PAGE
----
The graduate assistant went first to Joe Paterno, according to the grand jury report, who was also asked to testify during the investigation. Paterno told the grand jury that, the very next day, he told Tim Curley, his immediate supervisor, what the graduate assistant had told him. According to the report, in a meeting a week-and-a-half later, Curley and Senior Vice President for Finance and Business met with the graduate assistant—Paterno was not present—to “look into it and determine what further action they would take.”
In Curley’s testimony to the grand jury, he said that the graduate assistant had not told him that Sandusky had engaged in anal sex, allegedly terming the conduct as “horsing around,” and repeatedly denying that he was aware of any sexual conduct, a sentiment echoed in Schultz’s testimony.
Of note is another event, which allegedly occurred in 1998, while Sandusky was still a coach at Penn State. Like the 2002 incident, this allegedly involved inappropriate conduct inside the football showers. Schultz testified that the 1998 case had been referred to University Police and the “child protection agency.”
The grand jury describes the action taken by Penn State as “ban[ning] Sandusky from bringing children into the football locker room,” and advising The Second Mile of the incident. “Schultz said there was never any discussion between himself and Curley about turning the 2002 incident over to any police agency.”
Graham Spanier, who testified that he signed off on the response, testified that Curley and Schultz reported the incident to him, but that he was not told that it was “sexual in nature.”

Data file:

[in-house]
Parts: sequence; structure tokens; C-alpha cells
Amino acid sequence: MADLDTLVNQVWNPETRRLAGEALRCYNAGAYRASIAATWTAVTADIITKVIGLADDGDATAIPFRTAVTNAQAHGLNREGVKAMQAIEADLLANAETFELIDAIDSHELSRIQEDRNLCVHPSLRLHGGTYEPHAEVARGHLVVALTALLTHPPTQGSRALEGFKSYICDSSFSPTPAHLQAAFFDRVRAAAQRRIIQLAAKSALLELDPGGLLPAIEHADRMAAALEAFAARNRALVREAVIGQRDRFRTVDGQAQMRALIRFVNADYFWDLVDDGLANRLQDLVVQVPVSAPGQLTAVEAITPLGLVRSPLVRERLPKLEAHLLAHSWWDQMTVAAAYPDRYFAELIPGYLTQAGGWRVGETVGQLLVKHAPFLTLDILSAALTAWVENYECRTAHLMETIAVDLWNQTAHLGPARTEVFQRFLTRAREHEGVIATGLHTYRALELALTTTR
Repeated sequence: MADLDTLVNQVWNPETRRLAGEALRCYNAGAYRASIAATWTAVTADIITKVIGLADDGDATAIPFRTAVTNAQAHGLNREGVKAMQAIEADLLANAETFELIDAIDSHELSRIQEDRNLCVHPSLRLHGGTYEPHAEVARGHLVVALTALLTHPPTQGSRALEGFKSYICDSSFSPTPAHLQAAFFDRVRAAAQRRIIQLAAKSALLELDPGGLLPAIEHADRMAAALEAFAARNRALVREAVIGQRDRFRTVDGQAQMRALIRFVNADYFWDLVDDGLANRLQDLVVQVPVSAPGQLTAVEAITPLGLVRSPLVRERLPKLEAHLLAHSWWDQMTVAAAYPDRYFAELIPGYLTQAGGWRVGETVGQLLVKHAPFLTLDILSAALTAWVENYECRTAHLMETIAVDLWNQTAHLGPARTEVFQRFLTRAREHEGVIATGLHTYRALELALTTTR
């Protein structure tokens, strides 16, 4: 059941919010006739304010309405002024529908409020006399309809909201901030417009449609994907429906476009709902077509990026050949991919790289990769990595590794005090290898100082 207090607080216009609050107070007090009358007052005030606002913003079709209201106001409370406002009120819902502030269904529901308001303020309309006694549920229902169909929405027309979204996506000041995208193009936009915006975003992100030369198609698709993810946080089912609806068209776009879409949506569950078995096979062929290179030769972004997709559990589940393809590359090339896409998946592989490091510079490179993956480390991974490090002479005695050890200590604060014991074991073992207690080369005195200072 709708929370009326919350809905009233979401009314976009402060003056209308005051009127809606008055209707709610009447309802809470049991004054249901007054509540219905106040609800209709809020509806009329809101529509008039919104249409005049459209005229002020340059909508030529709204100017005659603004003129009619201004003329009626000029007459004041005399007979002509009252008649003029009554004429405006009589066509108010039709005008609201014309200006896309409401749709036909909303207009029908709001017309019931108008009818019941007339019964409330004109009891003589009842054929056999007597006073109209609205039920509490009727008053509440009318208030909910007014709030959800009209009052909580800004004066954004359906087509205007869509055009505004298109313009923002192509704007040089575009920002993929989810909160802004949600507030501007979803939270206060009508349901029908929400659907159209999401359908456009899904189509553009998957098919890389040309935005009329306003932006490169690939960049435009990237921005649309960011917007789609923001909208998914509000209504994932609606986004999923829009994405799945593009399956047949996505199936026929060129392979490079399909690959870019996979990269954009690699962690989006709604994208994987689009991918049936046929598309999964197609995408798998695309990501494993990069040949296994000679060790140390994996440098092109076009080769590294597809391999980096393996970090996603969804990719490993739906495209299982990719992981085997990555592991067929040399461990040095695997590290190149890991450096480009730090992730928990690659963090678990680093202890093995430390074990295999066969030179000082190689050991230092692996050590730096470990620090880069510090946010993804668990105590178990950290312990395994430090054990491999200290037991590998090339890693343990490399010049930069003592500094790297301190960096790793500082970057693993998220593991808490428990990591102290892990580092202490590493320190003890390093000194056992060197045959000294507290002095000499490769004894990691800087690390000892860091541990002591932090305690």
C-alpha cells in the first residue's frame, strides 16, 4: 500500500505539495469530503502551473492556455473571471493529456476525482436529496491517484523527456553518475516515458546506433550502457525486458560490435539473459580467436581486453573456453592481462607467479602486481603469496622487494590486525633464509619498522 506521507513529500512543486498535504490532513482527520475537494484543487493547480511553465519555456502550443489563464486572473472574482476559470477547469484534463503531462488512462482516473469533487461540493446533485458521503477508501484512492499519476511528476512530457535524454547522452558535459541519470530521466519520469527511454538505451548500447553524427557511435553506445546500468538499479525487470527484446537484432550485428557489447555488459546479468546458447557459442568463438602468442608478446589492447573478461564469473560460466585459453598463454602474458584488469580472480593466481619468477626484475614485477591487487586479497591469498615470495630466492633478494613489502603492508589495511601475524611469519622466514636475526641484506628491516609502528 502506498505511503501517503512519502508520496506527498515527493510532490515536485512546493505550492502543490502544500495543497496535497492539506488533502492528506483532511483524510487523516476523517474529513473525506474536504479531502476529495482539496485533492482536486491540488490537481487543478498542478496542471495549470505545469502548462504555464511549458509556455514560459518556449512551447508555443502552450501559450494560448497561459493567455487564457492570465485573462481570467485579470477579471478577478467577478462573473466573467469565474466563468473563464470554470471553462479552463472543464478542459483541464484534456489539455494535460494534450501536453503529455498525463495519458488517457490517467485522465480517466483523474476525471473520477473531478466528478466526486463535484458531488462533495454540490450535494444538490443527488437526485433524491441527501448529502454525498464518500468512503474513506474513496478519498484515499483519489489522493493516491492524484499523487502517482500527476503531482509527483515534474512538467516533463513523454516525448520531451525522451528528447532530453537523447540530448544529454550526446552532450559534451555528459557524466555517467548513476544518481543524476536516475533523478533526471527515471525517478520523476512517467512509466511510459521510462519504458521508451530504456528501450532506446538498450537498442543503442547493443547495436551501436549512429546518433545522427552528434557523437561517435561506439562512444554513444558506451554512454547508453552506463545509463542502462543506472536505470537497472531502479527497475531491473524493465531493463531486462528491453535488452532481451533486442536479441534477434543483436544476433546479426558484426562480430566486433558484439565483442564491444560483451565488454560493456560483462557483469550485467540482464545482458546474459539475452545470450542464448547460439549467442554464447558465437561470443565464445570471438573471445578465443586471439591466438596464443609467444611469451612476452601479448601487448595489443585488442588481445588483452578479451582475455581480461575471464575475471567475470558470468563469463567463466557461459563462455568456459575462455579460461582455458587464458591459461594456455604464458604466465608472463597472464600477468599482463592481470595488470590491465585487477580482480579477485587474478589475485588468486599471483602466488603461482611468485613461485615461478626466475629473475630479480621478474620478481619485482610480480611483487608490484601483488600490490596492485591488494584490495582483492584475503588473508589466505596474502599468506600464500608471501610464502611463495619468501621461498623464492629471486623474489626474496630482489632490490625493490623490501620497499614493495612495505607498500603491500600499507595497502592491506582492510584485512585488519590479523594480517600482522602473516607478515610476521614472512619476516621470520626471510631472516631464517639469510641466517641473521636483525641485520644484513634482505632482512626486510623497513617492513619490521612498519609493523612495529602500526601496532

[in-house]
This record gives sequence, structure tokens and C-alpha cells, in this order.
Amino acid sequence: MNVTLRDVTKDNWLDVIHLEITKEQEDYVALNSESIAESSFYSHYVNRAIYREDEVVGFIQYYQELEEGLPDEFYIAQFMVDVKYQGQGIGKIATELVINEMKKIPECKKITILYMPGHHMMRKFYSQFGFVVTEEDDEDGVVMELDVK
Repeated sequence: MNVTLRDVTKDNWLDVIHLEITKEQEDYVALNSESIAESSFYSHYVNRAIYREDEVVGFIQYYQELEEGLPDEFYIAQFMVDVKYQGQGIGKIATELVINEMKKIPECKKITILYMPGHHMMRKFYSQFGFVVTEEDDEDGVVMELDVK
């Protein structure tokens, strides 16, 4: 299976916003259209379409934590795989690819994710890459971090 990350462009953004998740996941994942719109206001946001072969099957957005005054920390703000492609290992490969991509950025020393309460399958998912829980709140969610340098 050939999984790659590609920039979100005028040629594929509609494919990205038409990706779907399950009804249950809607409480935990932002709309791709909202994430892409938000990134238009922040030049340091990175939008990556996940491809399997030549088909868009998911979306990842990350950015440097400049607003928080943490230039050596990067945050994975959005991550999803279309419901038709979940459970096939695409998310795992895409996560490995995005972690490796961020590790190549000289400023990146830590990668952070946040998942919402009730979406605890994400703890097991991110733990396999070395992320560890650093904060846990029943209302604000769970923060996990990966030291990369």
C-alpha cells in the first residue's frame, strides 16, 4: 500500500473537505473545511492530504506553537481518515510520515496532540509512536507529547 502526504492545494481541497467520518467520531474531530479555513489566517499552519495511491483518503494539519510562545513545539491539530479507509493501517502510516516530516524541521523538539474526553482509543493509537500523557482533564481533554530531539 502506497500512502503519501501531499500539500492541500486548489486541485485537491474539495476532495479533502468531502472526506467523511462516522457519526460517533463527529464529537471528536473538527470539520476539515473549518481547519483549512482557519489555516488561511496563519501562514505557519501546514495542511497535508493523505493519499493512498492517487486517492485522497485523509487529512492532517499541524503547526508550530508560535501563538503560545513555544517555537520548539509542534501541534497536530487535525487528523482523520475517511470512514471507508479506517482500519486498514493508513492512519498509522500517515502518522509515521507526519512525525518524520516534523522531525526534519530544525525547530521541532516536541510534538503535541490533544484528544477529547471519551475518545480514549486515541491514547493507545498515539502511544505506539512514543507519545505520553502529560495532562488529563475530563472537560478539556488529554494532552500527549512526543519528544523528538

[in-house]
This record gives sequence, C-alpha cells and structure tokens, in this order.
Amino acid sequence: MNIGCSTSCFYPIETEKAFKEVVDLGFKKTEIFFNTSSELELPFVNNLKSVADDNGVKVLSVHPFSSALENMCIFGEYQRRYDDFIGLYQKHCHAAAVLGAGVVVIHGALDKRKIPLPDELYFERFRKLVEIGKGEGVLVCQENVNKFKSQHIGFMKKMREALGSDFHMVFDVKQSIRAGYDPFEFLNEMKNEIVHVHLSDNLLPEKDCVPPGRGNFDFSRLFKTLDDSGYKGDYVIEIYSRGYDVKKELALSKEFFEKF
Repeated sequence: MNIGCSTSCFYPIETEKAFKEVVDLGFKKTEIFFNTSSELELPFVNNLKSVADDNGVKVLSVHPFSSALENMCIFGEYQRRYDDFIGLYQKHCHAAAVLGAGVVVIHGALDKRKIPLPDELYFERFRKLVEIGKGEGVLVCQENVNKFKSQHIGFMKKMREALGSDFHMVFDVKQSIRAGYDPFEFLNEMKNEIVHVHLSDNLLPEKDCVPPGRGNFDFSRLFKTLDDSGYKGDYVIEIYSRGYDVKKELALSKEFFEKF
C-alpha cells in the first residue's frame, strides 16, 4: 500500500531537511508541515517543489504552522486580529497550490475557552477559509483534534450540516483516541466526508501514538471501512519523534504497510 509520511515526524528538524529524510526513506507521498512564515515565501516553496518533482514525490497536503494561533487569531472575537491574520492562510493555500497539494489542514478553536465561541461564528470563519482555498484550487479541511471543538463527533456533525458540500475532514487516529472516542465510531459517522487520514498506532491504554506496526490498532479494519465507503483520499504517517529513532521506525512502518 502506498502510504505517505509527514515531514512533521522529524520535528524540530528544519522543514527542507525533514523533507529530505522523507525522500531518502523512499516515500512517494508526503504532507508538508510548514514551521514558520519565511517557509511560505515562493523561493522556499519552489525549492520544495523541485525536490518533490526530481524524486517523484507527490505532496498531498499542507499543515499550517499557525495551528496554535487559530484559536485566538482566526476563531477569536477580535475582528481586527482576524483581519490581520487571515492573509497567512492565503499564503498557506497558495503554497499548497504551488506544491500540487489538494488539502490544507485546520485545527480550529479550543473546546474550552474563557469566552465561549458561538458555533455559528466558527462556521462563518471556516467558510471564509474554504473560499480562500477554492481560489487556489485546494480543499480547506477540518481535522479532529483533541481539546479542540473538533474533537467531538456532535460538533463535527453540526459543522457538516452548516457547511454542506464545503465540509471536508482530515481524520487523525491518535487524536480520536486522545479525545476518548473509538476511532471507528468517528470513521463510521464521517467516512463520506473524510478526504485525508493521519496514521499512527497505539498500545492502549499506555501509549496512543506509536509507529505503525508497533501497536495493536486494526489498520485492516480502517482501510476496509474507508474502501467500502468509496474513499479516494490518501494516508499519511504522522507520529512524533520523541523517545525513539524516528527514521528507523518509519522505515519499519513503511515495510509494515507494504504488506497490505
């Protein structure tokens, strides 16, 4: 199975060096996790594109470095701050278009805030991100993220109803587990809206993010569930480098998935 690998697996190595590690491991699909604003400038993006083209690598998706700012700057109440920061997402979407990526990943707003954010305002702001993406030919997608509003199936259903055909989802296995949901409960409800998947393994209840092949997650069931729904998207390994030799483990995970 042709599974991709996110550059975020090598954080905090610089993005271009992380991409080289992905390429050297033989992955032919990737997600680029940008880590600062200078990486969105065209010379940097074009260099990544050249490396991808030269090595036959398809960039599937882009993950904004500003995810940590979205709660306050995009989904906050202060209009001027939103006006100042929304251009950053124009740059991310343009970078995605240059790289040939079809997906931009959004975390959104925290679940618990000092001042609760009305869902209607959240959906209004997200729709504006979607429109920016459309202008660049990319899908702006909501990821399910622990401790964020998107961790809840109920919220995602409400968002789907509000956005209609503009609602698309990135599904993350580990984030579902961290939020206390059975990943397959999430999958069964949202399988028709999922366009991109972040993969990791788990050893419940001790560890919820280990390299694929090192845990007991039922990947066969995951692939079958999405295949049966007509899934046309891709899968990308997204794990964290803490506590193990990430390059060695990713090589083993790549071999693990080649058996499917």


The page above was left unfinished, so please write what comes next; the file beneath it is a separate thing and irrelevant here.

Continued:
It was out of the alleged 2002 events that the charge of “failure to report” was handed down, and the Grand Jury found that both Curley and Schultz had made “materially false statements under oath” in their testimonies.”
Penn State’s involvement doesn’t end there. The Grand Jury reports that another alleged victim of Sandusky’s traveled to bowl games with the team, both the 1998 Outback Bowl and the 1999 Alamo Bowl, listed as “a member of Sandusky’s family party.” According to the grand jury, he was “in a video made about linebackers that featured Sandusky and he appeared with him in a photo accompanying an article about Sandusky in Sports Illustrated.”
“Sandusky even guaranteed Victim 4 that he could be a walk-on football player at Penn State,” the report says.
That victim also testified that sexual conduct between him and Sandusky occurred in the sauna at the Lasch facility.
The 1998 incident is also described at length in the grand jury report, which allegedly involved Sandusky showering naked with an 11-year-old child in Holuba Hall, the predecessor to the Lasch Football Building. That incident was investigated by University Police, but then-District Attorney Ray Gricar declined to press charges. Sandusky was reportedly confronted by the alleged victim’s mother, and, after promising never to shower with a boy again, reportedly said, “I understand. I was wrong. I wish I could get forgiveness. I know I won’t get it from you. I wish I were dead.”
Throughout its discussion of numerous incidents, the grand jury describes a clear pattern by which a number of Sandusky’s alleged victims were given special access to the Penn State football program, including attending games and going on the field, even attending coaches’ meetings.
We will continue to update this story as more information is made available to us.
UPDATE: 1:38 p.m.
Penn State University has released statements made by the lawyers of both Tim Curley and Gary Schultz.
Penn State has heard from the attorneys representing both Tim Curly and Gary Schultz. They have released the following statements: